When electrical engineers Ryan McNear and Foster Reed coauthored two patents for company cash incentives, they thought it was all just a joke. One describes the soul as a software algorithm, and the other described the Big Bang as a power generator. But when the company crashes, McNear finds himself divorced, desperately hard up, and estranged from his son. As he rebuilds his life, McNear discovers Reed has used their nonsensical patents to draw in top-tier energy investors. A patent war erupts, and McNear is suddenly immersed in a battle between hard science and evangelical religion. To prove himself, he will have to risk everything - his reputation, his livelihood, and even his sanity - to be with the son he loves and refuses to forget.
Set in the age-old culture war between science and religion, The God Patent is a modern story that deftly blends scientific theory with one man’s struggle to discover his soul.
©2013 Ransom Stephens (P)2013 Brilliance Audio, Inc.
Ransom Stephens' The God Patent is a unique sub-genre of sci-fi. There's no actual science fictional elements as much as an attempt to create a fictional universe where current science aligns more closely with religion. Two young engineers on a whim submit two patent applications that basically outline a computer neural net that displays free will and an energy extraction method that parallels the big bang. These concepts are interpreted by the religiously inclined to mimic the creation of a soul (the neural net) along with the conversion of spiritual energy to usable energy in the real world (the bang). Much attention is paid to attempting to harmonize story concepts to the existing understanding of physics.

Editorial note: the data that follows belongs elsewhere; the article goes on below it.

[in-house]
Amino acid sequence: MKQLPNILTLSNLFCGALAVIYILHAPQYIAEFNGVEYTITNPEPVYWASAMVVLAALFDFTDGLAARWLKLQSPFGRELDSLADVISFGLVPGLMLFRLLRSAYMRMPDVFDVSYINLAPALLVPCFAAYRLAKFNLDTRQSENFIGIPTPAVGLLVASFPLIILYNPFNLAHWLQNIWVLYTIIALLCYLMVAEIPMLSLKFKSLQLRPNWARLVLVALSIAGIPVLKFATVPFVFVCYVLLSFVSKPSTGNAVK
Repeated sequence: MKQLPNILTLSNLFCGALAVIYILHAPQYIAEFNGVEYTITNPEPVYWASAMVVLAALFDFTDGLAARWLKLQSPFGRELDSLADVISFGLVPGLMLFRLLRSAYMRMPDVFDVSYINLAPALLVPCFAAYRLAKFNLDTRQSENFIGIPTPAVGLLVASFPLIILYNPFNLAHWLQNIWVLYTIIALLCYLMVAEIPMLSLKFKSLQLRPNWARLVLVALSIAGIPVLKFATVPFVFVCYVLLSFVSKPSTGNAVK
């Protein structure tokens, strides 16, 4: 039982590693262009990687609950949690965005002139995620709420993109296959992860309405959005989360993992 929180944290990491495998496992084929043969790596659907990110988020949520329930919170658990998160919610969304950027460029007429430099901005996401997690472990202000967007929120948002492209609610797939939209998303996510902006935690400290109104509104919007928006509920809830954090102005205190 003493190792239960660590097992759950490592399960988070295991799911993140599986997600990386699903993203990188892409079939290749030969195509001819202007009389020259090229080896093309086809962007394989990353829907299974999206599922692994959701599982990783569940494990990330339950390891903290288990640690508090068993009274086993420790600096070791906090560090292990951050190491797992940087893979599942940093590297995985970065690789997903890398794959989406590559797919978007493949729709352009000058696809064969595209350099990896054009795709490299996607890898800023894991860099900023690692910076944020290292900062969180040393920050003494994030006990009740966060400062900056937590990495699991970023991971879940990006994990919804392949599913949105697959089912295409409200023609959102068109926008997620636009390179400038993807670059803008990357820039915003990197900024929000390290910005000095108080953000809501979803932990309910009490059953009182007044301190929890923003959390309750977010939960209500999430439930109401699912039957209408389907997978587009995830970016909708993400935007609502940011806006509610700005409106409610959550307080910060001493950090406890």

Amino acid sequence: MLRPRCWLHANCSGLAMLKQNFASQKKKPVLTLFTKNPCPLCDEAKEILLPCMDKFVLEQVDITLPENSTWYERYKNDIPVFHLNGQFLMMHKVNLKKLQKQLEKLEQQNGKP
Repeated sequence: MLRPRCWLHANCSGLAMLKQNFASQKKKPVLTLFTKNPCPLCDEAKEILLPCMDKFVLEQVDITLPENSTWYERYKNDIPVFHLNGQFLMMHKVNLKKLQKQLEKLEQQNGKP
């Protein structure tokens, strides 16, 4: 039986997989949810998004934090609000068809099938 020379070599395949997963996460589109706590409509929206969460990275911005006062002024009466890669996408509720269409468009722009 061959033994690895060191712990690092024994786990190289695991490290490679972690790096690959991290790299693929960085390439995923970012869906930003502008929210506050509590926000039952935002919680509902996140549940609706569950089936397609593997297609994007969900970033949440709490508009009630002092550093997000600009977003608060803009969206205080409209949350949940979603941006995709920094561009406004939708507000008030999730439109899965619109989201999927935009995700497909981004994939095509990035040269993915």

At the same time, the story mostly concerns itself with the two engineers as we follow one life on the upswing and the other in a grand mal death spiral. Along the way, are the ambulance chasing lawyer, religious zealots, an atheistic scientist, and the Einstein level wunderkind. The plot is engaging with a good flow and realistically portrayed characters along with a reasonable insertion of corporate, government, and media suits. Sadly, none of the characters are endearing by the end, but probably the only bit of sci-fi is the cosmic justice and universal irony. One can just imagine the impetus for the tale was a late night, substance enhanced party with undergraduate physics majors taking a bet on hypothesizing alignment between science and religion.
The narration is well done with a solid range of voices for both genders as well as young and old.
This is a well told story of science verses the Bible. The characters are well done and keep you interested in the story. Alas the ending left me a little flat and kind of depressed. The author could have put a little more work into wrapping it up.
It is worth the listen and makes the miles go by quickly.
There are no listener reviews for this title yet.
Report Inappropriate Content